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dedsde foundation

chris ofili, PIMPIN' A'INT EASY collage and elaphant dung on linen

global vision: new art from the 90’s; the DESTE foundation:

centre for contemporary • art athens, greece

“Global Vision: New Art From the 90’s,” the inaugural show of Athens’ DESTE Foundation, Centre for Contemporary Art, was both a declaration of purpose for the Foundation and a demonstration of the curatorial enterprise of its Director, Katerina Gregos. Culled from recent acquisitions in the Dakis Joannou Collection, the three-part, six-month-long show also redefined the Collection’s direction away from the western-dominated archness that mirrored the ’80s towards a pluralism reflecting a spectrum of individual and universal experience.

“Part I” was the most “traditional,” with painting, sculpture and video that plumb affinities in personal and cultural history. Kara Walker’s black paper silhouettes and sepia washes summon vintage storybook imagery to reconstruct a history possibly even more monstrous than that recorded. Antebellum life is depicted in sadomasochistic vignettes where the distinctions of slave and master, revelry and revenge, history and memory are lost in the monochrome and enigmatic outline.

Less vitriolic, Yinka Shonibare focuses on the incongruities and hybridizations created by colonialism. He drapes African wax printed fabrics, adopted by the Black Power Movement to confirm ethnic purity and solidarity, into a Victorian gown. A further paradox: these fabrics are not truly African, but European imports of Indonesian designs. Chris Ofili, another British born Nigerian, voices the identity conflicts common to all first-generation immigrants by mixing folk art, African “products” (elephant dung!), and cultural and racial stereotypes in richly textured, often hilarious paintings. By fusing traditional and technological means, Greek-Cypriot artist Nikos Charalambidis explores the ethnic schizophrenia that comes of a marriage between a romanticized Orientalism (manipulated and exploited both locally and from abroad) and an imported Western materialism.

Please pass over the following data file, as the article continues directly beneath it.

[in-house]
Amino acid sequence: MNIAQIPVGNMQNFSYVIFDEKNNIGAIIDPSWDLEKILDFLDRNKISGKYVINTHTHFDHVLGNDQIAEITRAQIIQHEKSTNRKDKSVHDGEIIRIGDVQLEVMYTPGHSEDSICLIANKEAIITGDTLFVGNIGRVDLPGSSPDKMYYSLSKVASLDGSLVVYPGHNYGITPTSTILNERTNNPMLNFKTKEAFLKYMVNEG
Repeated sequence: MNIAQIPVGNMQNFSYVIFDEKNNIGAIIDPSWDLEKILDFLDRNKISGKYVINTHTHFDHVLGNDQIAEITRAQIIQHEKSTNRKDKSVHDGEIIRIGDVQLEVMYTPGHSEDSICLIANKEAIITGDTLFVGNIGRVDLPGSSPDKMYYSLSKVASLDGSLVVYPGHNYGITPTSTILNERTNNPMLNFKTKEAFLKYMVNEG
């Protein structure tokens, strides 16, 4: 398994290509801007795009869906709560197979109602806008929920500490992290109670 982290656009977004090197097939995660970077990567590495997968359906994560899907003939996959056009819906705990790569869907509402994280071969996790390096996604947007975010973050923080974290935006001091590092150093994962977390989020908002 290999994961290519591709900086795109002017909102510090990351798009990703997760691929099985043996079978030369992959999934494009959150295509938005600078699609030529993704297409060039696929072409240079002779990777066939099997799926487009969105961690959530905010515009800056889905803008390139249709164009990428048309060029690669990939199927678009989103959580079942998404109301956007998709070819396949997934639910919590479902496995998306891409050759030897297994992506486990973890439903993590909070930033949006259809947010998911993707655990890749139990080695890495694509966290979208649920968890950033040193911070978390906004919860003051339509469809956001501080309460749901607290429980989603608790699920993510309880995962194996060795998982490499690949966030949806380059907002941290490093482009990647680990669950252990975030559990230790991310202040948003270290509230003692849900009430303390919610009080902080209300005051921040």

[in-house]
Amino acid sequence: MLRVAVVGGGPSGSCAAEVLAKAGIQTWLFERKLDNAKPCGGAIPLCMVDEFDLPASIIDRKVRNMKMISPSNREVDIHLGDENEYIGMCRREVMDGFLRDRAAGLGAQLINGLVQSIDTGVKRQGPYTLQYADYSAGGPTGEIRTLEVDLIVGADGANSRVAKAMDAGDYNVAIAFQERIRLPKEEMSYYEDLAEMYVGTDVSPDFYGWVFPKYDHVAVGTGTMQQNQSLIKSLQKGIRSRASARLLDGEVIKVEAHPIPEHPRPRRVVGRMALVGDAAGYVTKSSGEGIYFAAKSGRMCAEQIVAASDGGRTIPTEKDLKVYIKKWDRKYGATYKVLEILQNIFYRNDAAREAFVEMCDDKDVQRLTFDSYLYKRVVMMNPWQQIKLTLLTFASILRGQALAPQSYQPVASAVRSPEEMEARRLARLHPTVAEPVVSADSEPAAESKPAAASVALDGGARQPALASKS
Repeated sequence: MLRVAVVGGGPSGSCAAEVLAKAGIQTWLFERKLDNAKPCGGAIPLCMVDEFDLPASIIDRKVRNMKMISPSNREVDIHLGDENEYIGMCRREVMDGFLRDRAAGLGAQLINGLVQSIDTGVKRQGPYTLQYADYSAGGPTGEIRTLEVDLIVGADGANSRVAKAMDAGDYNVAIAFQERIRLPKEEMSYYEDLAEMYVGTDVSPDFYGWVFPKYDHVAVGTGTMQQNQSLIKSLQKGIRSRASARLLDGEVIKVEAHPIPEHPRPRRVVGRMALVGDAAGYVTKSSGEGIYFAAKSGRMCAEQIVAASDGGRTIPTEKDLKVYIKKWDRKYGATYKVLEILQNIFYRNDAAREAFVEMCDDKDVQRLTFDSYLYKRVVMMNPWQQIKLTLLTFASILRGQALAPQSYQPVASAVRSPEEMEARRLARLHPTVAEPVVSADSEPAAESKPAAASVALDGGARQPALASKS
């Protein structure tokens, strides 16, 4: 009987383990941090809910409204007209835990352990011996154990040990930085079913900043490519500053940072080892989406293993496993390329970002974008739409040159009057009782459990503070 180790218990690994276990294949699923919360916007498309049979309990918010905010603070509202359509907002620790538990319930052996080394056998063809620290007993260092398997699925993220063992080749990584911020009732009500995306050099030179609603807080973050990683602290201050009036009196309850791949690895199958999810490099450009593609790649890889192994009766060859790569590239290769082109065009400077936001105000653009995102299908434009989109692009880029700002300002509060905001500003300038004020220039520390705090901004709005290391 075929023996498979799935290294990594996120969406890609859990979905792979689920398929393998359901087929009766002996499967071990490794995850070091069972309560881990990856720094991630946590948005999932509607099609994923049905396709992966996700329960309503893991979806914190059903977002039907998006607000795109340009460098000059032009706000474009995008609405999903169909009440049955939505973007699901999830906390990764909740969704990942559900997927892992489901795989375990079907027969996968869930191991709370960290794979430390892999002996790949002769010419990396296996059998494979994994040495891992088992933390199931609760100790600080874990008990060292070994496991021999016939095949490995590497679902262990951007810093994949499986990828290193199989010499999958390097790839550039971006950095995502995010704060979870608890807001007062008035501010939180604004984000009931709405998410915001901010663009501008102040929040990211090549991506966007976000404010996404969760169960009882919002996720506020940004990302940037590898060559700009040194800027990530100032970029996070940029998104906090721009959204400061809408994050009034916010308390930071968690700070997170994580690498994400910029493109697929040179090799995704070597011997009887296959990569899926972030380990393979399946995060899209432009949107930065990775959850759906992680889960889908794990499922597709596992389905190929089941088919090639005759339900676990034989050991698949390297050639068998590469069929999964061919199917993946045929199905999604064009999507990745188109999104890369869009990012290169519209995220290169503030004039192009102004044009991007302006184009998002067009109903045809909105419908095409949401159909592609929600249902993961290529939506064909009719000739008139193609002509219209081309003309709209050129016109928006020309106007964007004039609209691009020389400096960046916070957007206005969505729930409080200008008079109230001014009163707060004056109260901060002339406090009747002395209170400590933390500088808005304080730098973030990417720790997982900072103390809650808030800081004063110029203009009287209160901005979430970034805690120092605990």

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Cuban artist KCHO’s “La Columna Infinita II,” a tower of wood strips held together by c-clamps in the form of boats and flotation devices, references Brancusi’s “Endless Column” and memorializes the endless stream of illegal immigrants – specifically Cuban boat people. In KCHO’s fragile construct, human fate literally rests on the turn of a screw.

The Centre’s video room contained Jocelyn Taylor’s “Alien At Rest,” a three-screen projection that juxtaposes sequences of the artist walking naked through New York City streets with those of her body submerged under water. Her unabashed presentation of the black female self is powerful, without dogma or threat.

Installation dominated the more adventurous “Part II,” with most of the artwork invoking ritual and engaging a variety of senses. Like an initiation, the visitor first passed through Montien Boonma’s “House of Hope,” the heady scent of whose spice coated walls and hanging strands of medicinal herbs acted as a therapeutic, cleansing transition from the material to the spiritual world.

Cai Guo Qiang integrates the philosophical principles of feng shui and c’hi into explosive, apocalyptic actions and installations, in which the provenance and order of things is paramount. In “The Dragon Has Arrived,” a pagoda becomes a rocket ship blasting an exhaust trail of red People’s Republic flags as it hurtles from tradition and constraint towards an uncertain future. Chen Zhen’s “Daily Incantations” also deals with temporal dichotomies in contemporary China. Wooden chamber pots hang from joists like spectators around a globe of obsolete electronic equipment: waste products of human consumption, one organic, the other synthetic. Sounds of sloshing and scrubbing layered with incantations of Maoist doctrine further invoke rituals of cleansing and purification.